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Table 6.7 reveals the detailed picture of this trend in urbanisation.Moreover, urbanisation has an increasing impact on the concentration of population towards relatively higher income categories.
Due to social and economic pressures, people from backward villages started to move towards urbanised centres in search of job, where newly established industries and ancillary activities continuously offer job opportunities to those people migrating to cities.
With the gradual growth of the economy, the process of urbanisation depends on the shift of surplus population from rural to urban areas along-with the growth of some industrialised urban centres.
Accordingly, the total population of Class I towns also increased from 273 lakhs in 1951 to 943 lakh in 1981 showing an increase of nearly 245 per cent.
During the same period, the number of Class II towns has increased from 95 to 270 and that of Class III towns increased from 330 to 739 in 1981.
If we compare degree of urbanisation in India with that of developed countries then we can find that India is lagging far behind the high-income countries. In India, towns are classified into six different classes.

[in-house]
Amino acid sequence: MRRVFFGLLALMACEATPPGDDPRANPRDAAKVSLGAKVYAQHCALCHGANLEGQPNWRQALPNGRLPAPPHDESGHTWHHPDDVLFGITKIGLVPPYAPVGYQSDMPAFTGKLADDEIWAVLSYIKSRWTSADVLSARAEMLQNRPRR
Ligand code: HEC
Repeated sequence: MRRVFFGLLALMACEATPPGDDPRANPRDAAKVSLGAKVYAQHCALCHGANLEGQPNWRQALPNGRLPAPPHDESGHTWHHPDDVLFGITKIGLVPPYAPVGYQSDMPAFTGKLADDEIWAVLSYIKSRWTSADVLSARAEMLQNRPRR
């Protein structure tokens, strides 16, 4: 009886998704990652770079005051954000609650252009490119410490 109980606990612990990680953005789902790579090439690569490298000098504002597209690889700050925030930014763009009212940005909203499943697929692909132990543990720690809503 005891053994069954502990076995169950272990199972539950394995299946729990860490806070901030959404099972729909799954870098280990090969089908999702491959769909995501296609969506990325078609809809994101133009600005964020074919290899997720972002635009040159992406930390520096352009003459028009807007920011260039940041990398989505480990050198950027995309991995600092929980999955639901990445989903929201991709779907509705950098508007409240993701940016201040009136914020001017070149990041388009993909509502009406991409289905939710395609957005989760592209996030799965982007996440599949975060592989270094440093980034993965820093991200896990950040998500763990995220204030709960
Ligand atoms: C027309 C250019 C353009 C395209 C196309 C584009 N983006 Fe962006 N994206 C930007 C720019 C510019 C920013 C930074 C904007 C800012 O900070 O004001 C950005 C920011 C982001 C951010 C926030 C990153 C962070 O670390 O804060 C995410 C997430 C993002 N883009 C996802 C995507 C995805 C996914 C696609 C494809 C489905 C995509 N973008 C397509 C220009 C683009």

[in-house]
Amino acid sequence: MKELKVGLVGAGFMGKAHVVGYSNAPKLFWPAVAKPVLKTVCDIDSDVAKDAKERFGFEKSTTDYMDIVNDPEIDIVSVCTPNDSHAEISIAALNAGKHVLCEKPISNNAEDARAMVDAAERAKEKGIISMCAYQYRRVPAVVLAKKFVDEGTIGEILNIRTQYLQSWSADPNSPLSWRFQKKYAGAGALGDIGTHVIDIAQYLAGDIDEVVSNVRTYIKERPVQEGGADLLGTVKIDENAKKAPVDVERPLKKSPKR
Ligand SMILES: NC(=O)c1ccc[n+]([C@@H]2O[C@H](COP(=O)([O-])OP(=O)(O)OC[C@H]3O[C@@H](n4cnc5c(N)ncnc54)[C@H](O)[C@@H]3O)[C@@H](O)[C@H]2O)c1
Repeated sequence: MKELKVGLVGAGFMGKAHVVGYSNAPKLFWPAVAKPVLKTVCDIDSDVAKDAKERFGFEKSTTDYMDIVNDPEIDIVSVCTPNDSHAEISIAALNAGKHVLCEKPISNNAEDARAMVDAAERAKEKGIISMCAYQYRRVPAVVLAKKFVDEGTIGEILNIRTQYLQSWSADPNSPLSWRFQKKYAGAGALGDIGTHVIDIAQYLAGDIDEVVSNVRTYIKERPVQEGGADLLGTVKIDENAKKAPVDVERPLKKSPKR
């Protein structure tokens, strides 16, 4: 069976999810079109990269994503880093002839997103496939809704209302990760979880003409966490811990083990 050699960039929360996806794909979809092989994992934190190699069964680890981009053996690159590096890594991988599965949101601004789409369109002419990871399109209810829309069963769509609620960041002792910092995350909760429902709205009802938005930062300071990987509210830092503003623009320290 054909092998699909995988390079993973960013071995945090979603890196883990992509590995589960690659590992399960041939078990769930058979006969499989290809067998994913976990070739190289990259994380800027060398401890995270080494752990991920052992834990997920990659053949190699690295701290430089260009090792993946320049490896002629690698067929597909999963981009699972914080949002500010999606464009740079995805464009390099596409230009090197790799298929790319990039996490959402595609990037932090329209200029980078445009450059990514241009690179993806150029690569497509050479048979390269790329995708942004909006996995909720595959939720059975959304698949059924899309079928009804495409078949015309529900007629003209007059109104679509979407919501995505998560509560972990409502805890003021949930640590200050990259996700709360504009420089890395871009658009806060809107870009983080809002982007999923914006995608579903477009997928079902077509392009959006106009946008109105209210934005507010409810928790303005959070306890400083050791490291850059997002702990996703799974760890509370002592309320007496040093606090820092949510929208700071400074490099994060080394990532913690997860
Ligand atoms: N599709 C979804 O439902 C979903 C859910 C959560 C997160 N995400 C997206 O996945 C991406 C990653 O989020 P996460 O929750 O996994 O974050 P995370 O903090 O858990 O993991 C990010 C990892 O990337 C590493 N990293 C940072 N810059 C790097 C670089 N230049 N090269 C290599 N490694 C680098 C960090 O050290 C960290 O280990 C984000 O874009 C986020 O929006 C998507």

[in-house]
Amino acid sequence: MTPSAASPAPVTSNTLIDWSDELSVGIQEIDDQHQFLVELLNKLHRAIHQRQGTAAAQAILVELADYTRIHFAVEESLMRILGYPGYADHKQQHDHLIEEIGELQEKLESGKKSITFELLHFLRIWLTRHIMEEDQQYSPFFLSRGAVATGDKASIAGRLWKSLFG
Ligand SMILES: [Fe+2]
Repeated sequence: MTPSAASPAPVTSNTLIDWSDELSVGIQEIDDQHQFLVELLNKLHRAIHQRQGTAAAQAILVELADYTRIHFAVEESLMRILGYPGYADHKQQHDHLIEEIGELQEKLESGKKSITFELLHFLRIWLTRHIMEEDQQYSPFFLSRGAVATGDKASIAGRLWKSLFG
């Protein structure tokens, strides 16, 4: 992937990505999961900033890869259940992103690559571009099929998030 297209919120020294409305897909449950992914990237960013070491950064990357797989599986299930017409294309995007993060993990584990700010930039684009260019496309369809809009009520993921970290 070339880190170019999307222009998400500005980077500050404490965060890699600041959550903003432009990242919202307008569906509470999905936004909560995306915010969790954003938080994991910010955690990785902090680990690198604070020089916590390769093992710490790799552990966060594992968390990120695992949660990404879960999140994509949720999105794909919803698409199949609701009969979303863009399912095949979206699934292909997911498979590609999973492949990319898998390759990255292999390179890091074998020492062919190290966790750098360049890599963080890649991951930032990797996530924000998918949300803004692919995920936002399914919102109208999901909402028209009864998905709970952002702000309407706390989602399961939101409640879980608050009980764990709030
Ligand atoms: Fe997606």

In 1985, the proportion of urban population to total population was 92 per cent in U. From the census data, it has been observed that in Class I town (having a population more than 1 lakh) the proportion of urban population concentration has increased from 25.7 per cent in 1901 to 60.4 per cent in 1981.Measurement of the degree of urbanisation in a country like India is considered very important. As per the first simple method we observed that the total urban population in India in 1981 was a little less than one fourth of the total population in comparison to that of one-ninth in 1921 and one-sixth in 1951.The second method, i.e., the urban-rural growth differential (URGD) method also revealed that the growth rates of both rural and urban population are very close to each other at present.K., 86 per cent in Australia, 76 per cent in Japan, and 74 per cent in U. Thus there is an increasing trend towards huge concentration of population in the bigger towns.In Class II and Class III towns together, the proportion of urban population remained almost constant at the level of 26 to 28 per cent during the period 1901-81. Contents: Urbanisation is one of the common characteristics of economic development.The proportion of urban population to total population which was only 11 per cent in 1911 slowly increased to 11.3 per cent in 1921 and then gradually rose to 14 per cent in 1941. The pace of urbanisation gradually declines only when the proportion of urban population to total population of the country becomes too high. The pace of urbanisation is fast if the industrial growth is fast.In the 1971 census, a new definition of an urban unit was adopted and that definition was continued in 1981 census.This definition was as follows: (a) All places with a municipality, corporation, cantonment board or notified town area committee etc.